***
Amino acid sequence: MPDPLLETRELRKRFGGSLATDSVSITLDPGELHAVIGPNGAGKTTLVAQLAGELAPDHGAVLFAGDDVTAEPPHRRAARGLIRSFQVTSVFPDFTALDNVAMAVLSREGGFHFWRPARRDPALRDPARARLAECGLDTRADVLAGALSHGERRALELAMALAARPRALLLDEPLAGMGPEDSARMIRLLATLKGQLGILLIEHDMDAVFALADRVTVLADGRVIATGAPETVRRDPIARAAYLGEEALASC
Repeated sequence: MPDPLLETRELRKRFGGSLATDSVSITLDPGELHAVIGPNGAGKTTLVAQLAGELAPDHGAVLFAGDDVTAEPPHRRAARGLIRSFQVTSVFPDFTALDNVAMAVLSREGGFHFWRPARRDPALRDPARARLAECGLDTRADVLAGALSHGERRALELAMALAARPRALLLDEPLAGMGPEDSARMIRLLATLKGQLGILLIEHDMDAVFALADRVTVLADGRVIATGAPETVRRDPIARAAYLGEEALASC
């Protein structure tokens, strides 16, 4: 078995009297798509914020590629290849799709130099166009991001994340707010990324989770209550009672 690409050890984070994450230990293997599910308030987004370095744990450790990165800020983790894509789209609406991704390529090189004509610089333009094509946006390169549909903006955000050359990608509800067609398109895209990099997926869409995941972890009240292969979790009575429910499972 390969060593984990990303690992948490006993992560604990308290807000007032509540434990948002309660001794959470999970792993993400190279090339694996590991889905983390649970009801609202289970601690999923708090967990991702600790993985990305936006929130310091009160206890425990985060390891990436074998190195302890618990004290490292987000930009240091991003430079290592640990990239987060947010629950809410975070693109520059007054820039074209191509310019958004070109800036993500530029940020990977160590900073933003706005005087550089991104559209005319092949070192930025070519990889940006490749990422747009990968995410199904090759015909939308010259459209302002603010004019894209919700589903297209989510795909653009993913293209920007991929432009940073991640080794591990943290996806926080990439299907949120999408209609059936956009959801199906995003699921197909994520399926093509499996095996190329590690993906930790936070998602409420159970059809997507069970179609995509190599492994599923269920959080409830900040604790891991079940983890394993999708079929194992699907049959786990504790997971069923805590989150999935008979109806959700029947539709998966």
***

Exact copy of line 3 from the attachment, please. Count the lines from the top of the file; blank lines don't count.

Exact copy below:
């Protein structure tokens, strides 16, 4: 078995009297798509914020590629290849799709130099166009991001994340707010990324989770209550009672 690409050890984070994450230990293997599910308030987004370095744990450790990165800020983790894509789209609406991704390529090189004509610089333009094509946006390169549909903006955000050359990608509800067609398109895209990099997926869409995941972890009240292969979790009575429910499972 390969060593984990990303690992948490006993992560604990308290807000007032509540434990948002309660001794959470999970792993993400190279090339694996590991889905983390649970009801609202289970601690999923708090967990991702600790993985990305936006929130310091009160206890425990985060390891990436074998190195302890618990004290490292987000930009240091991003430079290592640990990239987060947010629950809410975070693109520059007054820039074209191509310019958004070109800036993500530029940020990977160590900073933003706005005087550089991104559209005319092949070192930025070519990889940006490749990422747009990968995410199904090759015909939308010259459209302002603010004019894209919700589903297209989510795909653009993913293209920007991929432009940073991640080794591990943290996806926080990439299907949120999408209609059936956009959801199906995003699921197909994520399926093509499996095996190329590690993906930790936070998602409420159970059809997507069970179609995509190599492994599923269920959080409830900040604790891991079940983890394993999708079929194992699907049959786990504790997971069923805590989150999935008979109806959700029947539709998966």